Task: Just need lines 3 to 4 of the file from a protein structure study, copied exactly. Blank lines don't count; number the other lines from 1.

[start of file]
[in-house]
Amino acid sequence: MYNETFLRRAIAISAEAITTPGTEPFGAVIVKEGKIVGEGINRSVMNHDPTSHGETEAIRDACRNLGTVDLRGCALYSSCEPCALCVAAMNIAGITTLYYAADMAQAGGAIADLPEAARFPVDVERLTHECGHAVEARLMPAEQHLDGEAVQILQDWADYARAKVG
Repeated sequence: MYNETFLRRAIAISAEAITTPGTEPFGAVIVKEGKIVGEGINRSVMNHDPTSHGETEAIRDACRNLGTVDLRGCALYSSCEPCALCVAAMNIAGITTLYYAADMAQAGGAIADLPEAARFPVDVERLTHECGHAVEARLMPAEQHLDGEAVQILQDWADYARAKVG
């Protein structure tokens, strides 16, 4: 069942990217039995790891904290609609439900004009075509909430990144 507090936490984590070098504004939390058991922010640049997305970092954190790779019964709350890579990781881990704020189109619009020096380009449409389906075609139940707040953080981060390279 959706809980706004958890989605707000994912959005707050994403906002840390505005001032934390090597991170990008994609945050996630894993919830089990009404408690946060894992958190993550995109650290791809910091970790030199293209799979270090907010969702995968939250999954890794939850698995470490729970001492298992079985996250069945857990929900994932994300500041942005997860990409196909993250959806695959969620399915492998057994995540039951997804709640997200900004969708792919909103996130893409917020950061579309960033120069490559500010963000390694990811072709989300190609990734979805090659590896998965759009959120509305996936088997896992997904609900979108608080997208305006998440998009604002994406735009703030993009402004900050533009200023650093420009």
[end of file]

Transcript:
Repeated sequence: MYNETFLRRAIAISAEAITTPGTEPFGAVIVKEGKIVGEGINRSVMNHDPTSHGETEAIRDACRNLGTVDLRGCALYSSCEPCALCVAAMNIAGITTLYYAADMAQAGGAIADLPEAARFPVDVERLTHECGHAVEARLMPAEQHLDGEAVQILQDWADYARAKVG
């Protein structure tokens, strides 16, 4: 069942990217039995790891904290609609439900004009075509909430990144 507090936490984590070098504004939390058991922010640049997305970092954190790779019964709350890579990781881990704020189109619009020096380009449409389906075609139940707040953080981060390279 959706809980706004958890989605707000994912959005707050994403906002840390505005001032934390090597991170990008994609945050996630894993919830089990009404408690946060894992958190993550995109650290791809910091970790030199293209799979270090907010969702995968939250999954890794939850698995470490729970001492298992079985996250069945857990929900994932994300500041942005997860990409196909993250959806695959969620399915492998057994995540039951997804709640997200900004969708792919909103996130893409917020950061579309960033120069490559500010963000390694990811072709989300190609990734979805090659590896998965759009959120509305996936088997896992997904609900979108608080997208305006998440998009604002994406735009703030993009402004900050533009200023650093420009």